In pics: World’s biggest active volcano erupts after 38 years
When Mauna Loa, the world's largest active volcano, erupted in 1984, not many people were living on Hawaii's Big Island.
Almost 40 years later, on Sunday, November 27, 2022, around 11:30 pm local time (09:30 GMT Monday) Mauna Loa began erupting, spewing lava and smoky ash, casting a fiery red glow over Hawaiian skies. This time, to the roughly 200,000 people on the Big Island — more than double since 1980 — the U.S. Geological Survey (USGS) warned that eruption "can be very dynamic, and the location and advance of lava flows can change rapidly".
The USGS's Hawaiian Volcano Observatory (HVO) increased the alert level for volcanic activity to the highest "warning", from "advisory". HVO also stepped up the aviation threat level from "yellow" to "red" to highlight the presence of airborne gases, ash particles, and "Pele's hair" volcanic glass fibers, as per a statement.
Though no property is at risk currently, a gas plume from the erupting fissure fountains and lava flows is visible, with the plume primarily being blown to the Northwest.
Around 11:30 p.m. HST last night, @NOAA's #GOESWest 🛰️ captured the eruption of Hawaii's #MaunaLoa volcano, inside @Volcanoes_NPS.— NOAA Satellites (@NOAASatellites) November 28, 2022
This imagery shows the heat signature and the sulfur dioxide released from the #volcano's summit caldera, Moku‘āweoweo. pic.twitter.com/gHEG63rbLb
Mauna Loa has erupted 33 times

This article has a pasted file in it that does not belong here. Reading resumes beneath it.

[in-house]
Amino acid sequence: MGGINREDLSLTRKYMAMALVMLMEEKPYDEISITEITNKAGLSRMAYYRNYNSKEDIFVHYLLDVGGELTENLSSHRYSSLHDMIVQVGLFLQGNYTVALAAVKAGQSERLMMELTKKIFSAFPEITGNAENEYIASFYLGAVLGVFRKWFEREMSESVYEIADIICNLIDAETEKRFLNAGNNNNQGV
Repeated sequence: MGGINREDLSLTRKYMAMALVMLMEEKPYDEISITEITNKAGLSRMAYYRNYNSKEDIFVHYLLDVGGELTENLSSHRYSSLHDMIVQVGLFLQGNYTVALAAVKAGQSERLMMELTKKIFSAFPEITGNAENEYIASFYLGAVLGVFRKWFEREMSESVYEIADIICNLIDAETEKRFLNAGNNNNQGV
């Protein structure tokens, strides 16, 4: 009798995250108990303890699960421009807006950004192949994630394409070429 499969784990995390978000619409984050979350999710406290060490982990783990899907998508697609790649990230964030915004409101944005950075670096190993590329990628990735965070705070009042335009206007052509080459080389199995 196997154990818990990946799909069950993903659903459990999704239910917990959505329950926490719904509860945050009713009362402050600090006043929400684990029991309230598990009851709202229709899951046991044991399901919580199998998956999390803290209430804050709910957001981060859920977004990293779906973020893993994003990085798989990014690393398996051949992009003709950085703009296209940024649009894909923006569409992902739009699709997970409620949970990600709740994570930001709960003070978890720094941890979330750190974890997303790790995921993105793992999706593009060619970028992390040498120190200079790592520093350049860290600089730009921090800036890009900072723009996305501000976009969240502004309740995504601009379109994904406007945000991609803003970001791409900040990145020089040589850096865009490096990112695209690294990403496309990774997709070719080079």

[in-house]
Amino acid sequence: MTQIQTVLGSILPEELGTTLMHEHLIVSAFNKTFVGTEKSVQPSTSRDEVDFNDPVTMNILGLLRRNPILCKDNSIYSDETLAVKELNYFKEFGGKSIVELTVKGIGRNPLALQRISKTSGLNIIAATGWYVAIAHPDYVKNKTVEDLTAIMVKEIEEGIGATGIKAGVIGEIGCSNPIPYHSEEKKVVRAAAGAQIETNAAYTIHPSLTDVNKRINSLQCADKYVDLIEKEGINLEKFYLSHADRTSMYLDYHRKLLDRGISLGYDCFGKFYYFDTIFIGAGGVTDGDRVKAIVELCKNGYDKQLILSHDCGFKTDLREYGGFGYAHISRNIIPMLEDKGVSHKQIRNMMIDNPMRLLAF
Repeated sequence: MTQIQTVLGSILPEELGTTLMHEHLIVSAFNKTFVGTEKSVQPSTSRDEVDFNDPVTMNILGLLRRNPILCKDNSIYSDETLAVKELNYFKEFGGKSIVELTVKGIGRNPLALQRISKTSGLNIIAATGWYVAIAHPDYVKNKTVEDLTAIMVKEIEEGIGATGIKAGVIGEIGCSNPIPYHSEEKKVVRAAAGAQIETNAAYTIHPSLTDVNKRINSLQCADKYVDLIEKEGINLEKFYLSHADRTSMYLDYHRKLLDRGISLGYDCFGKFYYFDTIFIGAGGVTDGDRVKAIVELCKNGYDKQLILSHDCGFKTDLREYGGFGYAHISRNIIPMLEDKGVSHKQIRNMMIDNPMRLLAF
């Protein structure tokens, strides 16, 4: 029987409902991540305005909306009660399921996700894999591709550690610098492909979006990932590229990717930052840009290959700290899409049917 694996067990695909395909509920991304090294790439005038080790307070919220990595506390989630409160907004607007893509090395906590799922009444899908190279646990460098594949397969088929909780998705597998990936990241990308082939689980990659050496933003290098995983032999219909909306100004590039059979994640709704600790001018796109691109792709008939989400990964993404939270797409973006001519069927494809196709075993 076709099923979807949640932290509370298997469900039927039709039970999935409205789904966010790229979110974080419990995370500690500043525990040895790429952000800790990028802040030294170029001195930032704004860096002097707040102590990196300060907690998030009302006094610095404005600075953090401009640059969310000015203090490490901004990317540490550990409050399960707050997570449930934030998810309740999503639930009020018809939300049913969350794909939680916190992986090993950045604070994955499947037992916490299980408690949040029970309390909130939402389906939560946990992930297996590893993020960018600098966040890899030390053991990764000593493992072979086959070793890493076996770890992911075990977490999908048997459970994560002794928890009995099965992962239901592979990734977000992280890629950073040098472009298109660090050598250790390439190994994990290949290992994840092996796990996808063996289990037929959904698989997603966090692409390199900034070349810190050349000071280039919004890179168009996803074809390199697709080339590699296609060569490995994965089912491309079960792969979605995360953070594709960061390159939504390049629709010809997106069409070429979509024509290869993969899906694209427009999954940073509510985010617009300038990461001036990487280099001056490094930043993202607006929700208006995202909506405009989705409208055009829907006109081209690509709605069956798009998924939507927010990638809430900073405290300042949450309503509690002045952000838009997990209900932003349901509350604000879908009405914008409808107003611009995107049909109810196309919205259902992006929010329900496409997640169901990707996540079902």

Since 1843, which was Mauna Loa's first well-documented historical eruption, the volcano has erupted 33 times. The massive volcano rises 13,679 feet (4,169 meters) above the Pacific Ocean and is part of the many volcanoes that formed the islands of Hawaii - it forms 51 percent of the island of Hawaii, according to the U.S. National Park Service.
When it erupted in March and April of 1984, the eruption lasted for 22 days and sent a flow of lava within five miles (8.05 km) of Hilo, the island's largest city, Reuters reported.
The latest eruption was not unprecedented - it comes after weeks of frequent earthquakes at the summit of the volcano, and seismic activity that was reported in September. Such harbingers had prompted officials to ask residents to prepare for an evacuation, reported Hawaii News Now.
Lava flows mostly contained within the summit's caldera
A USGS webcam on Mauna Loa summit's north rim revealed long bright eruptive fissures within the volcanic crater, contrasted against the dark of night.
This time, lava flows were mostly contained within the summit's massive caldera and an advisory for ashfall was issued for the surrounding area overnight. It has since been lifted.
"These lava flows rarely present a risk to life, but they can be extremely destructive to infrastructure," Dr. Jessica Johnson, a British volcano geophysicist who has worked at the Hawaiian Volcano Observatory, told BBC News.
If magma begins to pour out of the so-called rift zones along the volcano's flanks, it would pose a large threat.
Johnson added that the lava flows could pose a risk to Hilo and Kona, creating breathing problems for the local population.
In terms of carbon emissions, according to USGS data, Mauna Loa released around 15,000 tons of carbon dioxide during its last eruption. Nevertheless, scientists said that all of Earth's volcanoes combined emit less than one percent of the carbon dioxide produced by humans every year.
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